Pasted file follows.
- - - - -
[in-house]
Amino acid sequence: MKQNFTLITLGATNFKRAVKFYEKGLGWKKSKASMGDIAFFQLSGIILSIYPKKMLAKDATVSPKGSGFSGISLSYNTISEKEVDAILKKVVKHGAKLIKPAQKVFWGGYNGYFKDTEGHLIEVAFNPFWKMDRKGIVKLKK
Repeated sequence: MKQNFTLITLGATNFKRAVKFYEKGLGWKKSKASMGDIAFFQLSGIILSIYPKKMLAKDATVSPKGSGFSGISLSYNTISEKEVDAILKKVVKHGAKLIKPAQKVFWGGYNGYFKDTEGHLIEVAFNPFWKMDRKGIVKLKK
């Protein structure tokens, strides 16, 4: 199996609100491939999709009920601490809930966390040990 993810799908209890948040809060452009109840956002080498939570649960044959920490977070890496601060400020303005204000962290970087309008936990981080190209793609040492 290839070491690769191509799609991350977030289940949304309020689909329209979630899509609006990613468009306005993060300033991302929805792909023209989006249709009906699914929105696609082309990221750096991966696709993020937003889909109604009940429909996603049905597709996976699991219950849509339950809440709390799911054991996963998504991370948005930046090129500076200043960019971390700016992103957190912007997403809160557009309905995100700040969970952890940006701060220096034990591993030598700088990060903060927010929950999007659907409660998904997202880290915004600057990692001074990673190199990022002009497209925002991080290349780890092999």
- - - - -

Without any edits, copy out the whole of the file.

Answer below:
[in-house]
Amino acid sequence: MKQNFTLITLGATNFKRAVKFYEKGLGWKKSKASMGDIAFFQLSGIILSIYPKKMLAKDATVSPKGSGFSGISLSYNTISEKEVDAILKKVVKHGAKLIKPAQKVFWGGYNGYFKDTEGHLIEVAFNPFWKMDRKGIVKLKK
Repeated sequence: MKQNFTLITLGATNFKRAVKFYEKGLGWKKSKASMGDIAFFQLSGIILSIYPKKMLAKDATVSPKGSGFSGISLSYNTISEKEVDAILKKVVKHGAKLIKPAQKVFWGGYNGYFKDTEGHLIEVAFNPFWKMDRKGIVKLKK
């Protein structure tokens, strides 16, 4: 199996609100491939999709009920601490809930966390040990 993810799908209890948040809060452009109840956002080498939570649960044959920490977070890496601060400020303005204000962290970087309008936990981080190209793609040492 290839070491690769191509799609991350977030289940949304309020689909329209979630899509609006990613468009306005993060300033991302929805792909023209989006249709009906699914929105696609082309990221750096991966696709993020937003889909109604009940429909996603049905597709996976699991219950849509339950809440709390799911054991996963998504991370948005930046090129500076200043960019971390700016992103957190912007997403809160557009309905995100700040969970952890940006701060220096034990591993030598700088990060903060927010929950999007659907409660998904997202880290915004600057990692001074990673190199990022002009497209925002991080290349780890092999």